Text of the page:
Her latest, Local Woman Missing, is an intriguing read – unfolding in two timeframes. All of the bad stuff – women disappearing – happens 11 years ago, and in the present chickens come home to roost and secrets are uncovered. Or something.
Local Woman Missing
by Mary Kubica
Published by Park Row
Genres: Thriller / Suspense
Shelby Tebow is the first to go missing. Not long after, Meredith Dickey and her six-year-old daughter, Delilah, vanish just blocks away from where Shelby was last seen, striking fear into their once-peaceful community.
Are these incidents connected? After an elusive search that yields more questions than answers, the case eventually goes cold.
The book opens in the past with – what we learn is – the death of Shelby Tebow. We meet her only briefly but she doesn’t seem very likeable so it’s probably good we’re only with her for a few pages. And what we learn later doesn’t endear her to us any more. (Not that I’m implying she deserves her fate!!!!)
The book then moves on to the present and a young girl held prisoner in a basement. It’s obvious she’s been there for some time but we’re there because she’s working on an escape plan. I was already rooting for her and worried she’d meet a grisly fate, so it’s a bit of spoiler (but not) to share that she’s able to escape and tell someone her name.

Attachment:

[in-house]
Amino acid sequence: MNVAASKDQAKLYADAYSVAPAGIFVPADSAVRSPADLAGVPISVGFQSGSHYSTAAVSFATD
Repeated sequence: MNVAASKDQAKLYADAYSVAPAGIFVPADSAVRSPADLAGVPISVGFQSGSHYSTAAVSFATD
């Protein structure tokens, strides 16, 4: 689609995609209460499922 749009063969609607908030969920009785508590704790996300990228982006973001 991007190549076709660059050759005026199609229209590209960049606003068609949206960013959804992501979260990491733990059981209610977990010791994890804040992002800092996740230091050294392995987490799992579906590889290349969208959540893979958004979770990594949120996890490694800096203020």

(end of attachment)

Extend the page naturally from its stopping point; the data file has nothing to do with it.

It’s the name of a girl who’d disappeared 11 years earlier along with her mother.
Much of this novel is set in the past. Our guides (then) are Meredith – until her disappearance – and her neighbour Kate. Kate’s devastated for Meredith’s husband Joshua and son Leo so attempts to try to put together the missing pieces. Until it seems there’s no point.
In the present we spend time with Leo, Delilah’s younger brother, now 15 who’s grappling with the stranger who’s returned to their house. She knows little of where she’s spent the last 11 years and he and his father struggle to bond with her in the way they expected.
There is – however – a huge twist here and nothing is as it seems. Everything is linked but not in the way we’re expecting. The big bad is not one we predicted, which is both diabolical and whatever-the-opposite-of-poignant-is.
It’s an abrupt about-turn though Kubica doesn’t push the pace too quickly and rush to the climax. The big reveal(s) are well-timed and it’s easy for readers to keep up. Even if it does feel a little unsatisfactory in a not-so-happy-ending kind of way.
Local Woman Missing by Mary Kubica is an excellent read and available soon in Australia thanks to HQ Fiction (Harper Collins).
I received a copy of this book from the publisher for review purposes.